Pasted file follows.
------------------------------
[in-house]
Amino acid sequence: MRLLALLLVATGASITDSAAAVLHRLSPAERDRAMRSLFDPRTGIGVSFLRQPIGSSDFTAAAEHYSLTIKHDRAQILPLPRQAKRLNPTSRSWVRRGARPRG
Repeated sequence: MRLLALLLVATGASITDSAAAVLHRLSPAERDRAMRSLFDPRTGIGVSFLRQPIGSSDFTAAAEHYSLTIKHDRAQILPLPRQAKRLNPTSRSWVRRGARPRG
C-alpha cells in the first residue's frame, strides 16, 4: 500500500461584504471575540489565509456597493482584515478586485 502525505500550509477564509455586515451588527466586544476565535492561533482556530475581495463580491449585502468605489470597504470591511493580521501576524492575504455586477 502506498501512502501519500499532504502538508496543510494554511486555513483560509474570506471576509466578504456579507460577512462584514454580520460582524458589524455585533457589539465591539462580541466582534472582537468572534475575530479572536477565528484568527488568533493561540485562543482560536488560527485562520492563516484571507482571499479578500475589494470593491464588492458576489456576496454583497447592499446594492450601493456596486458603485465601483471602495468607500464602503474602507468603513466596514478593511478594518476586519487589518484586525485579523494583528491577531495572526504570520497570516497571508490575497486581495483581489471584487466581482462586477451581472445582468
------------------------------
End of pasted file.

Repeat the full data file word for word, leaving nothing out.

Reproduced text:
[in-house]
Amino acid sequence: MRLLALLLVATGASITDSAAAVLHRLSPAERDRAMRSLFDPRTGIGVSFLRQPIGSSDFTAAAEHYSLTIKHDRAQILPLPRQAKRLNPTSRSWVRRGARPRG
Repeated sequence: MRLLALLLVATGASITDSAAAVLHRLSPAERDRAMRSLFDPRTGIGVSFLRQPIGSSDFTAAAEHYSLTIKHDRAQILPLPRQAKRLNPTSRSWVRRGARPRG
C-alpha cells in the first residue's frame, strides 16, 4: 500500500461584504471575540489565509456597493482584515478586485 502525505500550509477564509455586515451588527466586544476565535492561533482556530475581495463580491449585502468605489470597504470591511493580521501576524492575504455586477 502506498501512502501519500499532504502538508496543510494554511486555513483560509474570506471576509466578504456579507460577512462584514454580520460582524458589524455585533457589539465591539462580541466582534472582537468572534475575530479572536477565528484568527488568533493561540485562543482560536488560527485562520492563516484571507482571499479578500475589494470593491464588492458576489456576496454583497447592499446594492450601493456596486458603485465601483471602495468607500464602503474602507468603513466596514478593511478594518476586519487589518484586525485579523494583528491577531495572526504570520497570516497571508490575497486581495483581489471584487466581482462586477451581472445582468